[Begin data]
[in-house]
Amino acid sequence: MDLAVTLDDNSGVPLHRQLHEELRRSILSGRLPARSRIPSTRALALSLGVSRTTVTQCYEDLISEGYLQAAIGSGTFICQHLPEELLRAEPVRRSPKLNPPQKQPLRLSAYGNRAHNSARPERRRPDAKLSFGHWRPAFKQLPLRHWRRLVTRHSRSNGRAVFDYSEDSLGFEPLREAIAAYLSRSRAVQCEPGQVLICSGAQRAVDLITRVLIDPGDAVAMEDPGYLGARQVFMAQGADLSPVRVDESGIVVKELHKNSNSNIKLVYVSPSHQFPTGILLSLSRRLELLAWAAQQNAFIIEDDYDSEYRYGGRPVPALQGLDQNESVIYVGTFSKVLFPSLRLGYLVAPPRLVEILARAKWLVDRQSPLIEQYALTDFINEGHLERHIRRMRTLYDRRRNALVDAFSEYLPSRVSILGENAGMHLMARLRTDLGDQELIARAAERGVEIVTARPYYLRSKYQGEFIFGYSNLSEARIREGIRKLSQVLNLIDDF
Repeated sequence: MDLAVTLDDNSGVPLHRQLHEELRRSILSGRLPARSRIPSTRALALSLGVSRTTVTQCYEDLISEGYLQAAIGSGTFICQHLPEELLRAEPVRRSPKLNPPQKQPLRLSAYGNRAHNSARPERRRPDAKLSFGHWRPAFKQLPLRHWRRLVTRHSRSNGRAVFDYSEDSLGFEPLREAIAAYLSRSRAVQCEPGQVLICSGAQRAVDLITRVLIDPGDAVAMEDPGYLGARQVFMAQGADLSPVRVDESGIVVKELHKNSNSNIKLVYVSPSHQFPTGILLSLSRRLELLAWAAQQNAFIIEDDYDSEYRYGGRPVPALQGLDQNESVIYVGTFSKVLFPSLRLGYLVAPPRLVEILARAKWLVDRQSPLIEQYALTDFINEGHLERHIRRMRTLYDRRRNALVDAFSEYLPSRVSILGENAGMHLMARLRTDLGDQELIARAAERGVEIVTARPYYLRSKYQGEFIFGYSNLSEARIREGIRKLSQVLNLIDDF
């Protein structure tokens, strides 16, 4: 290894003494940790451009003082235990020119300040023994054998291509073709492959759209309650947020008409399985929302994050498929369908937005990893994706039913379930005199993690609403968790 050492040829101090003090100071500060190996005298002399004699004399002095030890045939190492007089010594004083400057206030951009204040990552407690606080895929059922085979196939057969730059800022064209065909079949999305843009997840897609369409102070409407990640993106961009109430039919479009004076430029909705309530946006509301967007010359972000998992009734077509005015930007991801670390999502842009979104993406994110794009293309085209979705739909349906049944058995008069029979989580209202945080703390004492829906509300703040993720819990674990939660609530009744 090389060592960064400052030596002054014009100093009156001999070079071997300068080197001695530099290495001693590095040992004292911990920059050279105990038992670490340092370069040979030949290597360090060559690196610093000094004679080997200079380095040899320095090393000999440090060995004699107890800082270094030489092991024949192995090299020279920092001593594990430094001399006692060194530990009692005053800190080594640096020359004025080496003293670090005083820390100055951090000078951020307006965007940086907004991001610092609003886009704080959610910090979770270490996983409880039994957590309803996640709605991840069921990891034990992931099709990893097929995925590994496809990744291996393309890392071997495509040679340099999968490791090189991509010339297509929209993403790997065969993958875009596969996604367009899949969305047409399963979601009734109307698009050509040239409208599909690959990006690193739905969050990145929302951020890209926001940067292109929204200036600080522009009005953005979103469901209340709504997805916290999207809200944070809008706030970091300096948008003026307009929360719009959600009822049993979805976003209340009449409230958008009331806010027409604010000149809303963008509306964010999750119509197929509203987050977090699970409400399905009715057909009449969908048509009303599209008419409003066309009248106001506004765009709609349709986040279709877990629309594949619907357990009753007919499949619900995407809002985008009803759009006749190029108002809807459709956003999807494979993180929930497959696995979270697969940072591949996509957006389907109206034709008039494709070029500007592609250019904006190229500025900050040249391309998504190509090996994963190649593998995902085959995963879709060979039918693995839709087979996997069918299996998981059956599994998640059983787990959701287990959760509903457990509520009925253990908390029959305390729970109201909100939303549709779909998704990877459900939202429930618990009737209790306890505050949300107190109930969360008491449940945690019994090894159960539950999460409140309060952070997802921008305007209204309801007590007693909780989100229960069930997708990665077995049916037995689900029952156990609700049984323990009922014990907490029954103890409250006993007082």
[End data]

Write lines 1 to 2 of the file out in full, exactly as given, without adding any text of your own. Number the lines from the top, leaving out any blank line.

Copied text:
[in-house]
Amino acid sequence: MDLAVTLDDNSGVPLHRQLHEELRRSILSGRLPARSRIPSTRALALSLGVSRTTVTQCYEDLISEGYLQAAIGSGTFICQHLPEELLRAEPVRRSPKLNPPQKQPLRLSAYGNRAHNSARPERRRPDAKLSFGHWRPAFKQLPLRHWRRLVTRHSRSNGRAVFDYSEDSLGFEPLREAIAAYLSRSRAVQCEPGQVLICSGAQRAVDLITRVLIDPGDAVAMEDPGYLGARQVFMAQGADLSPVRVDESGIVVKELHKNSNSNIKLVYVSPSHQFPTGILLSLSRRLELLAWAAQQNAFIIEDDYDSEYRYGGRPVPALQGLDQNESVIYVGTFSKVLFPSLRLGYLVAPPRLVEILARAKWLVDRQSPLIEQYALTDFINEGHLERHIRRMRTLYDRRRNALVDAFSEYLPSRVSILGENAGMHLMARLRTDLGDQELIARAAERGVEIVTARPYYLRSKYQGEFIFGYSNLSEARIREGIRKLSQVLNLIDDF